5 Things Jay Taught Me About The Reformer

suzanneIn this article, Vintage Pilates instructor Suzanne Packer shares the top 5 things Jay Grimes has taught her about the Reformer. If you want to learn all about this important, classical apparatus from Jay — and hear anecdotes about Joe Pilates and commune with other instructors from all over the world while you’re at it — sign up for Summer Camp 2015 here! (Only a few spots left).

When I was asked to write this blog about five things I learned about the Reformer from Jay I thought, Impossible! There are so many things I learned, way beyond five! Nevertheless after much thought, I have managed to pull out five things that really stood out for me when I first experienced the Reformer portion of THE WORK.

1) Never, ever correct someone in footwork.

Jay calls this his number one rule! It’s fine to move the position of the feet but what the body reveals in footwork is not something that can be changed during that time. Instead use this information to determine what other places you will take them to after the Reformer to address the issue you see.

2) The Reformer is about movement and flow.

Jay teaching a client on the Reformer

Movement is healing! There is a rhythm to the Reformer and that involves not just the exercises but also what goes on in between — putting on straps, lifting and placing the box, changing the springs. There is a reason Joe had people do all of this themselves. It’s functional movement and keeps the body moving and the Reformer flowing!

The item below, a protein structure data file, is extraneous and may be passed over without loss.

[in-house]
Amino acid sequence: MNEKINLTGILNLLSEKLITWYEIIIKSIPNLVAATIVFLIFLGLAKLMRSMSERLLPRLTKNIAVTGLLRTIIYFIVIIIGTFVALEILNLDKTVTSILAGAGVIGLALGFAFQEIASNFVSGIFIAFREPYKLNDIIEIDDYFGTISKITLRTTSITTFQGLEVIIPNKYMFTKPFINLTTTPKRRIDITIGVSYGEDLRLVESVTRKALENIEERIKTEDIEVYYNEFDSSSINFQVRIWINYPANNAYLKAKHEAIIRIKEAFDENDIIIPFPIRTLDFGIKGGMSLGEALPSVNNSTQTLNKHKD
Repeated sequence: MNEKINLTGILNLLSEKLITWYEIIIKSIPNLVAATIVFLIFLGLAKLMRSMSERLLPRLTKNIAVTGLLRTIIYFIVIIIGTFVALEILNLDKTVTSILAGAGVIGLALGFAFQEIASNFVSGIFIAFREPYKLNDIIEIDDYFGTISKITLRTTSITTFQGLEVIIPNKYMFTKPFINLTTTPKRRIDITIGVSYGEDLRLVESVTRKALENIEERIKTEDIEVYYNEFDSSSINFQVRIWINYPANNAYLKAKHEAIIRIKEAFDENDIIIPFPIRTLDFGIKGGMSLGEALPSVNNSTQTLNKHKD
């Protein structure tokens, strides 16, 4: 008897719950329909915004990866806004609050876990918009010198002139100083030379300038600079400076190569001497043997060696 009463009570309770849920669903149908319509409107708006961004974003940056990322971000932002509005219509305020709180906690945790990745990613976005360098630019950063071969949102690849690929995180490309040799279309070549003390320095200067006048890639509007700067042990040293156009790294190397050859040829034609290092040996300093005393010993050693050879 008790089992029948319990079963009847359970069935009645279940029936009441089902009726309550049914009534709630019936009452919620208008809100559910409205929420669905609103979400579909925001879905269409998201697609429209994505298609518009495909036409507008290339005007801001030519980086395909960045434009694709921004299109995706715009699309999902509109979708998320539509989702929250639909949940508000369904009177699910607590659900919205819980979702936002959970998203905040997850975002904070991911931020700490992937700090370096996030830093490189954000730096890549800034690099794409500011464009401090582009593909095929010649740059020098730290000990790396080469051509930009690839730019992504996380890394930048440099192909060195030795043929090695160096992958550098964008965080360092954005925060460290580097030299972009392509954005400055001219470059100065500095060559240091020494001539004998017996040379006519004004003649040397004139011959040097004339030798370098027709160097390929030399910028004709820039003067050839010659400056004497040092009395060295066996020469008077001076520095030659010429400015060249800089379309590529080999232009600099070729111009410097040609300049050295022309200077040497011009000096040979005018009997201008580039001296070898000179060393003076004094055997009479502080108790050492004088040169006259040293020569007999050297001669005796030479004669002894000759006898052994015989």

3) Don’t talk too much.

This leads me to my 3rd favorite. In order to keep them moving, keep it simple. Don’t talk too much! Too many words and the client either gets confused, stops moving,or just mentally checks out. And you can’t properly observe the body when you are talking too much! Watch the body and let it speak to you. It can speak volumes!

4) The Reformer is like your mother.

The order of the Reformer is so important. Each exercise builds on the one before it; and it progresses in terms of its difficulty, so that the body can begin to strengthen itself! I remember Jay using the perfect analogy in ” The Work” — The Reformer is like your mother. When you first get on you lie down and it coddles you. Then, as you move through it, the difficulty intensifies and by the end it’s as if you are the teenager and your mother is trying to kick you out of the house! How true that is!

Movement and flow: Watch Joe Pilates at age 64, introducing the Reformer to a first-time practitioner.

5) You don’t have to do every exercise.

Order is important but there is no rule that says you have to do every exercise. Don’t change the order but if you or your client is struggling with an exercise, take it out. Don’t force it! You can reintroduce it later when the proper strength has been built.

Always remember that Joe built everything into the work and if you do the work, your body, your clients body will change over time!